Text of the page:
For those of you who are not familiar with the word tempo in weight training, it refers to the speed at which you perform a repetition of a particular exercise.
Strength coaches and authors use tempo prescriptions in order to help ensure that each set lasts an optimal time under tension for the trainees specific goal.
Time under tension is basically the length of time that a muscle experiences tension from the beginning of a given set to the end.
Sports scientists have stated that for optimal hypertrophy, sets should last between 40-70 seconds.
Because of this recommendation, many experts have advocated using a slower rep speed to ensure that a set will last for the optimal time under tension.
However, I happen to know many strong and jacked dudes who have never performed a set lasting anywhere near 40-70 seconds. The question is, would these jacked trainees have gotten an even greater hypertrophy response if they slowed down their rep speed and were in the scientific hypertrophy sweet spot?
The speed at which you perform a repetition determines many different things. Among them are the amount of tension developed, the load, and thus the overall training effect.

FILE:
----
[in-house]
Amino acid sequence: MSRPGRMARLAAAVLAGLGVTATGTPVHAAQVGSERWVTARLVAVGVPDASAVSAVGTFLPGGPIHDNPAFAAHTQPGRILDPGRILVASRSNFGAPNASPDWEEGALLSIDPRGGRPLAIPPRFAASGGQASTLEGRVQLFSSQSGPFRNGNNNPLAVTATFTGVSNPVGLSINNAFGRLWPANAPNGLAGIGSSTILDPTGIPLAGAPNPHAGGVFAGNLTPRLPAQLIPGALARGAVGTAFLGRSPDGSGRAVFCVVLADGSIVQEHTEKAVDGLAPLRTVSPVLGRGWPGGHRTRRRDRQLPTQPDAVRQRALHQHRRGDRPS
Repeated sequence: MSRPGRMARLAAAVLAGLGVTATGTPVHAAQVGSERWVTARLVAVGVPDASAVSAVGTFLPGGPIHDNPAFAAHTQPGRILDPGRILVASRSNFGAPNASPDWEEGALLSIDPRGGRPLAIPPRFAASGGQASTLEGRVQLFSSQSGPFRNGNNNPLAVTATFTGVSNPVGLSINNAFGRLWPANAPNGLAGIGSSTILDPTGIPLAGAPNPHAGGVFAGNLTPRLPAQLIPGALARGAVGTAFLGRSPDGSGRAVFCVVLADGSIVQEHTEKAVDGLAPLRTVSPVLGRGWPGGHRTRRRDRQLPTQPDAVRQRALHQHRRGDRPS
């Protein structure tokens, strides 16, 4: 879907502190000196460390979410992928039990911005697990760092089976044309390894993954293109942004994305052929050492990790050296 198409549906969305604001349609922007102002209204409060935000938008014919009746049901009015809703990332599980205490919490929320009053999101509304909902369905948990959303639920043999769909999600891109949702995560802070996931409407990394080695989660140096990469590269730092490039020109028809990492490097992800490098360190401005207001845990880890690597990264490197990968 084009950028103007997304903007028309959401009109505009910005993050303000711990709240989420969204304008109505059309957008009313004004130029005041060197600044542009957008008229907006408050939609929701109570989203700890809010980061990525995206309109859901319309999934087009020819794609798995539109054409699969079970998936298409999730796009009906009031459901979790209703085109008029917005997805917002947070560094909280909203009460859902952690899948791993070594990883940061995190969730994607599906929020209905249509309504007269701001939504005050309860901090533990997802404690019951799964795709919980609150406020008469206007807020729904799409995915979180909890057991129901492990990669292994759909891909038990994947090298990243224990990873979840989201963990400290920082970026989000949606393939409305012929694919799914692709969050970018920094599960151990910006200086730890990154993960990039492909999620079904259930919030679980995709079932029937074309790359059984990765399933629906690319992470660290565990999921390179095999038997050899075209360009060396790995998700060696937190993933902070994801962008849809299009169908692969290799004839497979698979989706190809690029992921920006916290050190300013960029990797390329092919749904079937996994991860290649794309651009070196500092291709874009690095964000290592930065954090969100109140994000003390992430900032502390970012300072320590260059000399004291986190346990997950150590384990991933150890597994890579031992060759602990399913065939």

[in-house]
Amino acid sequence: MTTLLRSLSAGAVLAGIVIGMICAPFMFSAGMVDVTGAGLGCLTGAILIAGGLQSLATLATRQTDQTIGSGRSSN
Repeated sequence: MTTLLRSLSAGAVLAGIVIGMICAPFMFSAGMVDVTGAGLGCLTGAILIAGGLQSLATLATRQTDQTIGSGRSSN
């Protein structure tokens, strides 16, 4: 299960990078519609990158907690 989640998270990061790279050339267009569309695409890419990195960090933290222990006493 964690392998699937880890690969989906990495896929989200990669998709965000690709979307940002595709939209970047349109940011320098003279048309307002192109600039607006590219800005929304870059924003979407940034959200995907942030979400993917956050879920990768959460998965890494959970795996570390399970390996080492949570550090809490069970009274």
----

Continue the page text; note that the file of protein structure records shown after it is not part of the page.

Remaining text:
Thus, you will not be surprised to learn that Im not a big advocate of using super slow reps.
Not only do slow reps necessarily lessen the speed of muscle contraction, but they also tend to decrease the load.
To be honest, Ive tried super slow reps on myself and with many different test subjects for many years and I think its nothing but a waste of time, at least when it comes to size and strength training.
Here is my simple tempo prescription:
Lowering the weight (eccentric)- Just use control during this phase. This takes between 1-2 seconds. The exception to the rule is during Olympic lifts. Just drop these to the ground with no regards to a controlled eccentric.
Pausing in the bottom (stretched) position- Quite frankly, I rarely use pauses. When I do prescribe them, they last for one second and would only be done during a pure hypertrophy phase. For maximal strength, dont pause.
Lifting the weight (concentric)- This should be done explosively. In other words, try to accelerate the weight during this phase.
Pause in the top (contracted) position- Again, an intentional pause in this range is rarely prescribed. For pure hypertrophy, an occasional pause in the contracted position can be justified during lighter phases. If you choose to experiment with this, do not let the pause exceed 1 second.
In my opinion, training speed has become over complicated in recent years, to the detriment of trainees.
Despite whatever fancy new scientific studies are quoted by some strength coaches, I personally know for a fact that a set does not and should not last 40-70 seconds to elicit a great hypertrophy response.
As a matter of fact, after reviewing my training programs, youll find that at least 95% of the exercises I prescribe last less than 40 seconds. Dont get suckered by the tempo proponents.
Instead, stick to simple and explosive tempos, get strong and get jacked!